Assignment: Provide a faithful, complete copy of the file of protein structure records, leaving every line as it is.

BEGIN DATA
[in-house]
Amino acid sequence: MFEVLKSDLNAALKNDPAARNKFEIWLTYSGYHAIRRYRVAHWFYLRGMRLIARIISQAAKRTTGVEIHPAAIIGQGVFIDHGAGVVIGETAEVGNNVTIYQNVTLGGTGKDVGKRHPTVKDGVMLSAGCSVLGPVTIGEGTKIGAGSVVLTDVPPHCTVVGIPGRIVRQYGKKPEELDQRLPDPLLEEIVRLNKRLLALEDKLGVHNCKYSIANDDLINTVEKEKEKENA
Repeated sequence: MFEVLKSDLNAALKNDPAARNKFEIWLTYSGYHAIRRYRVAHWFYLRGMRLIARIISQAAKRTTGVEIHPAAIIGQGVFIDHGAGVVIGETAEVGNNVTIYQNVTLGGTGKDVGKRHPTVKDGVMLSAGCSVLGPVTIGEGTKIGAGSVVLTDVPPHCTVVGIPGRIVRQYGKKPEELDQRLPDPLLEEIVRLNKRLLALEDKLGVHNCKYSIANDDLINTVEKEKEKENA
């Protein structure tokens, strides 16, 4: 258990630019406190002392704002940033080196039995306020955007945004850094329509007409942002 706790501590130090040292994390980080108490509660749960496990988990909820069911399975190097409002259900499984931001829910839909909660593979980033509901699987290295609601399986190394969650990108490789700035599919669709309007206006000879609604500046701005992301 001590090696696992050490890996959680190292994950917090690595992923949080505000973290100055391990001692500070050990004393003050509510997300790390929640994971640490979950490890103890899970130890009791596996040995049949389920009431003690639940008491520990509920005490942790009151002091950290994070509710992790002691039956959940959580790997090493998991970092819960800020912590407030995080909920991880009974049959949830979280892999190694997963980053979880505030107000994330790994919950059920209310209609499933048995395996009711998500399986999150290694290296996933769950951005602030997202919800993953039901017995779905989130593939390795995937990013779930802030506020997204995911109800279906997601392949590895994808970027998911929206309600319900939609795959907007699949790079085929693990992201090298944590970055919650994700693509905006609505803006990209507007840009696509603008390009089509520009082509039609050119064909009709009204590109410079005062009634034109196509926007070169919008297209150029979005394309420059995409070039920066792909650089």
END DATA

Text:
[in-house]
Amino acid sequence: MFEVLKSDLNAALKNDPAARNKFEIWLTYSGYHAIRRYRVAHWFYLRGMRLIARIISQAAKRTTGVEIHPAAIIGQGVFIDHGAGVVIGETAEVGNNVTIYQNVTLGGTGKDVGKRHPTVKDGVMLSAGCSVLGPVTIGEGTKIGAGSVVLTDVPPHCTVVGIPGRIVRQYGKKPEELDQRLPDPLLEEIVRLNKRLLALEDKLGVHNCKYSIANDDLINTVEKEKEKENA
Repeated sequence: MFEVLKSDLNAALKNDPAARNKFEIWLTYSGYHAIRRYRVAHWFYLRGMRLIARIISQAAKRTTGVEIHPAAIIGQGVFIDHGAGVVIGETAEVGNNVTIYQNVTLGGTGKDVGKRHPTVKDGVMLSAGCSVLGPVTIGEGTKIGAGSVVLTDVPPHCTVVGIPGRIVRQYGKKPEELDQRLPDPLLEEIVRLNKRLLALEDKLGVHNCKYSIANDDLINTVEKEKEKENA
């Protein structure tokens, strides 16, 4: 258990630019406190002392704002940033080196039995306020955007945004850094329509007409942002 706790501590130090040292994390980080108490509660749960496990988990909820069911399975190097409002259900499984931001829910839909909660593979980033509901699987290295609601399986190394969650990108490789700035599919669709309007206006000879609604500046701005992301 001590090696696992050490890996959680190292994950917090690595992923949080505000973290100055391990001692500070050990004393003050509510997300790390929640994971640490979950490890103890899970130890009791596996040995049949389920009431003690639940008491520990509920005490942790009151002091950290994070509710992790002691039956959940959580790997090493998991970092819960800020912590407030995080909920991880009974049959949830979280892999190694997963980053979880505030107000994330790994919950059920209310209609499933048995395996009711998500399986999150290694290296996933769950951005602030997202919800993953039901017995779905989130593939390795995937990013779930802030506020997204995911109800279906997601392949590895994808970027998911929206309600319900939609795959907007699949790079085929693990992201090298944590970055919650994700693509905006609505803006990209507007840009696509603008390009089509520009082509039609050119064909009709009204590109410079005062009634034109196509926007070169919008297209150029979005394309420059995409070039920066792909650089």